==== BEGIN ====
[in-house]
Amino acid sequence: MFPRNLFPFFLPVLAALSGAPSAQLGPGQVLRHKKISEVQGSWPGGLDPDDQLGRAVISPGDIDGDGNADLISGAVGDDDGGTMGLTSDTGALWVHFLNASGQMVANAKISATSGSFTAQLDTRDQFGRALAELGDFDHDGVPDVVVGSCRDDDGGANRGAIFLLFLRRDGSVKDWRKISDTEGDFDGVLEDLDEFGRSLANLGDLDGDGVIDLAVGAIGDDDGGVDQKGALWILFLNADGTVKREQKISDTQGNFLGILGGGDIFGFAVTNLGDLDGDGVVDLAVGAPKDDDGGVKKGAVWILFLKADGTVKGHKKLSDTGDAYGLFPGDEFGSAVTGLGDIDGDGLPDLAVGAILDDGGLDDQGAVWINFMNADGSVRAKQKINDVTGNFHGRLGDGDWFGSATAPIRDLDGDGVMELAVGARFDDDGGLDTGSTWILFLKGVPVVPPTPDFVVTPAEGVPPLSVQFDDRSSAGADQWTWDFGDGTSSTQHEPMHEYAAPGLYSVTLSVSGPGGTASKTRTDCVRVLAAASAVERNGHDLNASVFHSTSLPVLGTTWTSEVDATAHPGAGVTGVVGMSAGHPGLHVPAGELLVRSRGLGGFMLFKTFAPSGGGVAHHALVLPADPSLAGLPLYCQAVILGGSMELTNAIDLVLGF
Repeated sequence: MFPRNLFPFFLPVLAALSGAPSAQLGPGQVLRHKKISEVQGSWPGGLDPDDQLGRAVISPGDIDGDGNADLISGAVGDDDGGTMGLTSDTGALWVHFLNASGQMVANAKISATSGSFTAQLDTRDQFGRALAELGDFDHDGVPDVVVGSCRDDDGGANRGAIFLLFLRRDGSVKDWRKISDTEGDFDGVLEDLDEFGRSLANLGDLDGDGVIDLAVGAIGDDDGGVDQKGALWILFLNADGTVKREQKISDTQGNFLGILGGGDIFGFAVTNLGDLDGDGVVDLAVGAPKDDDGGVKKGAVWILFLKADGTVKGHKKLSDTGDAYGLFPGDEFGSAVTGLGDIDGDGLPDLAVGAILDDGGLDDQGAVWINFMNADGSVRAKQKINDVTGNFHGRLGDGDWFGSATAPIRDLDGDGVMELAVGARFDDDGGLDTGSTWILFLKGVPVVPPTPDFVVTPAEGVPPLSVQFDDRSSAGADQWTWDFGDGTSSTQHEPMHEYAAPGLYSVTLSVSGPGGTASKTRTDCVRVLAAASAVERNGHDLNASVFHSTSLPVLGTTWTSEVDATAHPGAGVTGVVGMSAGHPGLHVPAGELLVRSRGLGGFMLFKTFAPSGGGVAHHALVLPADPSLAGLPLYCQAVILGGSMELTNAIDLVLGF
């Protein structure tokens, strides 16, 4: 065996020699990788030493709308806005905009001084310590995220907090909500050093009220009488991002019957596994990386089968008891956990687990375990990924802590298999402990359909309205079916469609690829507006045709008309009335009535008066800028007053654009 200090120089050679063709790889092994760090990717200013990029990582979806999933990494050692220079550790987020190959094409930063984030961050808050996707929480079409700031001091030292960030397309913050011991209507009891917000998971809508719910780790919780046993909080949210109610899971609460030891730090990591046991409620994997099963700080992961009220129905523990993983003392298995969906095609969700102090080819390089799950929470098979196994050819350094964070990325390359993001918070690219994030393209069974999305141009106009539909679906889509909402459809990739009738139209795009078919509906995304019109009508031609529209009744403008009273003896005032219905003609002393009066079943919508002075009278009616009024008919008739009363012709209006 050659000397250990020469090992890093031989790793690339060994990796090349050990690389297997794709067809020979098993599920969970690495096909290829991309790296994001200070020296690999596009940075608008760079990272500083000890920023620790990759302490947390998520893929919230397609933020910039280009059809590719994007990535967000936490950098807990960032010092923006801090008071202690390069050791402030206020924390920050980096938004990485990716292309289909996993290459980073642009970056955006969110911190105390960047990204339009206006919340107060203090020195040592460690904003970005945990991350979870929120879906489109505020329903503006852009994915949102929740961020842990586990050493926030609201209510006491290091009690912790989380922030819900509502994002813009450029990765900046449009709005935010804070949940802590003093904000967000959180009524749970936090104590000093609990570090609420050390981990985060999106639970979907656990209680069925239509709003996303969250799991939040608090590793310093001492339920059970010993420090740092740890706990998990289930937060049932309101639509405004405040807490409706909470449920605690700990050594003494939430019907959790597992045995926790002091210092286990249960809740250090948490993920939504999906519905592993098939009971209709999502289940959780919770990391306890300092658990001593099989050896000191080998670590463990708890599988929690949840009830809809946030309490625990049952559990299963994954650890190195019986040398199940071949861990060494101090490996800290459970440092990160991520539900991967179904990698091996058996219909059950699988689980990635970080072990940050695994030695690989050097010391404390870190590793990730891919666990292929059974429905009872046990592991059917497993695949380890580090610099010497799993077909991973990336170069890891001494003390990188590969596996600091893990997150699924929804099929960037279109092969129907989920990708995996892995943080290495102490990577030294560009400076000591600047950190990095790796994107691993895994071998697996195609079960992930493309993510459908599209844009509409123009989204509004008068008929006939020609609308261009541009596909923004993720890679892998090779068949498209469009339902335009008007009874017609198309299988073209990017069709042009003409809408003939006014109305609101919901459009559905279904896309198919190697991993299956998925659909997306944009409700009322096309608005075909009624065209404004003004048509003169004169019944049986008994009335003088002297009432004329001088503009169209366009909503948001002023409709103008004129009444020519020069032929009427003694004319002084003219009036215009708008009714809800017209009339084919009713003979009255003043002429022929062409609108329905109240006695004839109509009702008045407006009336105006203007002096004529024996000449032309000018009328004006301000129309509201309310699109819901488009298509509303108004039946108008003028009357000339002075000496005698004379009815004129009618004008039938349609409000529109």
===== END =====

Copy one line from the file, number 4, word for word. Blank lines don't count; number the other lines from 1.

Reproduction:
């Protein structure tokens, strides 16, 4: 065996020699990788030493709308806005905009001084310590995220907090909500050093009220009488991002019957596994990386089968008891956990687990375990990924802590298999402990359909309205079916469609690829507006045709008309009335009535008066800028007053654009 200090120089050679063709790889092994760090990717200013990029990582979806999933990494050692220079550790987020190959094409930063984030961050808050996707929480079409700031001091030292960030397309913050011991209507009891917000998971809508719910780790919780046993909080949210109610899971609460030891730090990591046991409620994997099963700080992961009220129905523990993983003392298995969906095609969700102090080819390089799950929470098979196994050819350094964070990325390359993001918070690219994030393209069974999305141009106009539909679906889509909402459809990739009738139209795009078919509906995304019109009508031609529209009744403008009273003896005032219905003609002393009066079943919508002075009278009616009024008919008739009363012709209006 050659000397250990020469090992890093031989790793690339060994990796090349050990690389297997794709067809020979098993599920969970690495096909290829991309790296994001200070020296690999596009940075608008760079990272500083000890920023620790990759302490947390998520893929919230397609933020910039280009059809590719994007990535967000936490950098807990960032010092923006801090008071202690390069050791402030206020924390920050980096938004990485990716292309289909996993290459980073642009970056955006969110911190105390960047990204339009206006919340107060203090020195040592460690904003970005945990991350979870929120879906489109505020329903503006852009994915949102929740961020842990586990050493926030609201209510006491290091009690912790989380922030819900509502994002813009450029990765900046449009709005935010804070949940802590003093904000967000959180009524749970936090104590000093609990570090609420050390981990985060999106639970979907656990209680069925239509709003996303969250799991939040608090590793310093001492339920059970010993420090740092740890706990998990289930937060049932309101639509405004405040807490409706909470449920605690700990050594003494939430019907959790597992045995926790002091210092286990249960809740250090948490993920939504999906519905592993098939009971209709999502289940959780919770990391306890300092658990001593099989050896000191080998670590463990708890599988929690949840009830809809946030309490625990049952559990299963994954650890190195019986040398199940071949861990060494101090490996800290459970440092990160991520539900991967179904990698091996058996219909059950699988689980990635970080072990940050695994030695690989050097010391404390870190590793990730891919666990292929059974429905009872046990592991059917497993695949380890580090610099010497799993077909991973990336170069890891001494003390990188590969596996600091893990997150699924929804099929960037279109092969129907989920990708995996892995943080290495102490990577030294560009400076000591600047950190990095790796994107691993895994071998697996195609079960992930493309993510459908599209844009509409123009989204509004008068008929006939020609609308261009541009596909923004993720890679892998090779068949498209469009339902335009008007009874017609198309299988073209990017069709042009003409809408003939006014109305609101919901459009559905279904896309198919190697991993299956998925659909997306944009409700009322096309608005075909009624065209404004003004048509003169004169019944049986008994009335003088002297009432004329001088503009169209366009909503948001002023409709103008004129009444020519020069032929009427003694004319002084003219009036215009708008009714809800017209009339084919009713003979009255003043002429022929062409609108329905109240006695004839109509009702008045407006009336105006203007002096004529024996000449032309000018009328004006301000129309509201309310699109819901488009298509509303108004039946108008003028009357000339002075000496005698004379009815004129009618004008039938349609409000529109």